THE ROOTS by Mohlouwa Harry Sease
The main intension of the book is to let an African child understand him or herself and let him or her be the one to define him or herself. Make the universe know who you really are and never let them define you but let them respect you for who you are. The universe responds to all of us on how we see and explain ourselves to the world. It is time to see ourselves through the eyes of an African and not a western person. We need not explain ourselves rather we have to be proud of our genes nor should I say our Roots. This book was brought about by a youth debate I happened to watch and listen to on television about Africanism hence I made a vow to let the world know Africanism from an African and not a Western Cultural Professor who believes he had done a research about Africans and he is the master of African culture and custom. If Africanism is not in your blood, you can never claim to be an expert in Africanism. Rather be an expert in whom you were born to be. You may have some knowledge but you are not and expert. It was my intension to initially write this book in an African language but realised that western people beliefs, custom and culture are dominating and poisoning the minds of young Africans including themselves about Africanism hence I decided to clear the mud and clarify certain things to them too. It is however my intension to translate this book to one or two African languages. We believe and get our lessons from nature hense we used to be called Naturalis in Afrikaans or Naturalists. Unfortunately due to some wise Afrikaners who said that means Nader die Hell ( close to hell) it was despised of and they were forced to change it. In fact that was the closest to explaining us.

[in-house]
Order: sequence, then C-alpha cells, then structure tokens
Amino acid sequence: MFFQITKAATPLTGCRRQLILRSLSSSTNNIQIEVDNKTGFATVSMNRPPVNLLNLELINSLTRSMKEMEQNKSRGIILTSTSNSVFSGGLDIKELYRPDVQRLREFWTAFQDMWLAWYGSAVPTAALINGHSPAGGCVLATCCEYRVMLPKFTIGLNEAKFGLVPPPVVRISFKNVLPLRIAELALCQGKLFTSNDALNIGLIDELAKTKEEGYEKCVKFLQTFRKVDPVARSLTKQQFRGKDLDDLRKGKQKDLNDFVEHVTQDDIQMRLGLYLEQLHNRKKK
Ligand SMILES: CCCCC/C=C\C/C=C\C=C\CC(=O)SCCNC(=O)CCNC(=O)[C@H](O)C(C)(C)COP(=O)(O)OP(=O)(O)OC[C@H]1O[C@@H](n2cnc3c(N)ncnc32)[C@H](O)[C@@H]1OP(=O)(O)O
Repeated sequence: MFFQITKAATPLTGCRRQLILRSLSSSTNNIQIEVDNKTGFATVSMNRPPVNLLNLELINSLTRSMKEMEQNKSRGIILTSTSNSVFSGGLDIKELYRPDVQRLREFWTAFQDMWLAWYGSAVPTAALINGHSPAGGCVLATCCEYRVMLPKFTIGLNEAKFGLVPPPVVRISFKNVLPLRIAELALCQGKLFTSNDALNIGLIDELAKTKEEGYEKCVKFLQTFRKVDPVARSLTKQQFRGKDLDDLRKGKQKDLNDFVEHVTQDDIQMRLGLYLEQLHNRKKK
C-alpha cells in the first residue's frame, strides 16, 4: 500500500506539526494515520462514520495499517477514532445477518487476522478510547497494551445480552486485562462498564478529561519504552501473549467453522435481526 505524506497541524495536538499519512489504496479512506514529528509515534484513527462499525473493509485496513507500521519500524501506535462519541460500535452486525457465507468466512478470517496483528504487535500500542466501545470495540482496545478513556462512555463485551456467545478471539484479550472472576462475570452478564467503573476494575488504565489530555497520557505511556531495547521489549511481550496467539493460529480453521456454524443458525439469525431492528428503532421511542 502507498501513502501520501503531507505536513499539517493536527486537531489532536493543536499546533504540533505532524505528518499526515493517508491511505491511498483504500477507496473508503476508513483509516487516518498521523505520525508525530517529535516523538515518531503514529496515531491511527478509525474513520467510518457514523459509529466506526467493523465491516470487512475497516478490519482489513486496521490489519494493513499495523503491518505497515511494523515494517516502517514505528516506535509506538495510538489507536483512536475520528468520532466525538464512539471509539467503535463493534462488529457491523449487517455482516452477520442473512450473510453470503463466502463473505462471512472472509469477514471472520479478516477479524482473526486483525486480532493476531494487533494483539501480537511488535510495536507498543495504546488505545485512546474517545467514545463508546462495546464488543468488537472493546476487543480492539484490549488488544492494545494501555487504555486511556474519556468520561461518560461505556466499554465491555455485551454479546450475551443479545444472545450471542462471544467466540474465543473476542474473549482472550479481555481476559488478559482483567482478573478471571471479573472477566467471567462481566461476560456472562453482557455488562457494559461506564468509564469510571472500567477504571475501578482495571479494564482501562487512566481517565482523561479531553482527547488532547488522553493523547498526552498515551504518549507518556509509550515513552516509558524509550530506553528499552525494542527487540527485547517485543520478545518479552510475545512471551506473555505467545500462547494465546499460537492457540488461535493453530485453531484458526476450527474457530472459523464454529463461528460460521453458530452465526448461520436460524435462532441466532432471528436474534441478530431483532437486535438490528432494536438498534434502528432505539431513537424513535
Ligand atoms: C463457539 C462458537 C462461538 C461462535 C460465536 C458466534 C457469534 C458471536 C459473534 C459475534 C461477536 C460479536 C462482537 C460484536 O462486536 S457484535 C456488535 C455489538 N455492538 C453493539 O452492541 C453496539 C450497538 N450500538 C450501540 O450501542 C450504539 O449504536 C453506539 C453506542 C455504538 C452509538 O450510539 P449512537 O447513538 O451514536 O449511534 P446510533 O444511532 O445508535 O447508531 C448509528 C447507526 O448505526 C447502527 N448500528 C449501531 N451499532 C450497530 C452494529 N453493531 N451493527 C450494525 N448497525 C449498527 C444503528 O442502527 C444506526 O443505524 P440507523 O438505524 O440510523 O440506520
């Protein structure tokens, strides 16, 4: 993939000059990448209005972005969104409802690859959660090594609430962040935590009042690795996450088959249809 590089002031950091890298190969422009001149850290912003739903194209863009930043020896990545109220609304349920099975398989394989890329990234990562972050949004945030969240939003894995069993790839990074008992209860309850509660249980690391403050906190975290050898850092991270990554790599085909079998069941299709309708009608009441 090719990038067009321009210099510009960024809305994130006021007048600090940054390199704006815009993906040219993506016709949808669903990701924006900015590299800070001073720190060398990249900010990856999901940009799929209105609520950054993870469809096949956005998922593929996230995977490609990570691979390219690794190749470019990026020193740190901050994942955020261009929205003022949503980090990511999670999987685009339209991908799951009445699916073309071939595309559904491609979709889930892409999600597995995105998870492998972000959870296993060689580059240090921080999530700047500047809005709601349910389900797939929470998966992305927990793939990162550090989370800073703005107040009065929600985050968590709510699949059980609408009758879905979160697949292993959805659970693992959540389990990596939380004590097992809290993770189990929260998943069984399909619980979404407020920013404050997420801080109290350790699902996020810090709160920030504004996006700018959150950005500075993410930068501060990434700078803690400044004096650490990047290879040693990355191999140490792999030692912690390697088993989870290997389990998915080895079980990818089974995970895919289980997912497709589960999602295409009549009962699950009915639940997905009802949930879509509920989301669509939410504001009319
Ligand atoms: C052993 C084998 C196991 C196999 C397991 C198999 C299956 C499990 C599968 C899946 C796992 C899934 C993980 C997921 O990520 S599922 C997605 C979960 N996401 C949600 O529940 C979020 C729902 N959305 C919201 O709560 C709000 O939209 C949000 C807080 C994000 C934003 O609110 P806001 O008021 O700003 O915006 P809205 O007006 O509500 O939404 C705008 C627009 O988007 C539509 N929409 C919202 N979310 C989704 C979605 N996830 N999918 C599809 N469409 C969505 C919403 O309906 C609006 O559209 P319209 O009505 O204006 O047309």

I was born at a farm called Dankbaar in a district of a small town called Petrusburg. The eleventh child of thirteen born from one mother. The sixth son. The only one in the family with the birth mark on the forehead termed Lesiba in Sesotho ( stout haar in Afrikaans). I cannot explain the meaning of this in English. It is complicated. I attended primary school at Petrusburg, most of the high school at Makabelane Qwaqwa and I Matriculated at Moemedi High school in Bloemfonten. My first job was as a labourer at Dankbaar whilst helping with teaching at Doornkop Farm School and later I became an “unqualified” teacher at Leretlhabetse Secondary School in Koffiefontein. The aim was to acquire a free government bursary after two years and qualify as a teacher but I then decided to join the De Beers Diamond mines as labourer before two years could end and finally left the mines as an Occupational Hygienist. I tried business but struggled and later joined the Government to become a mine Inspector. My first book is called Common Sense and this is my second.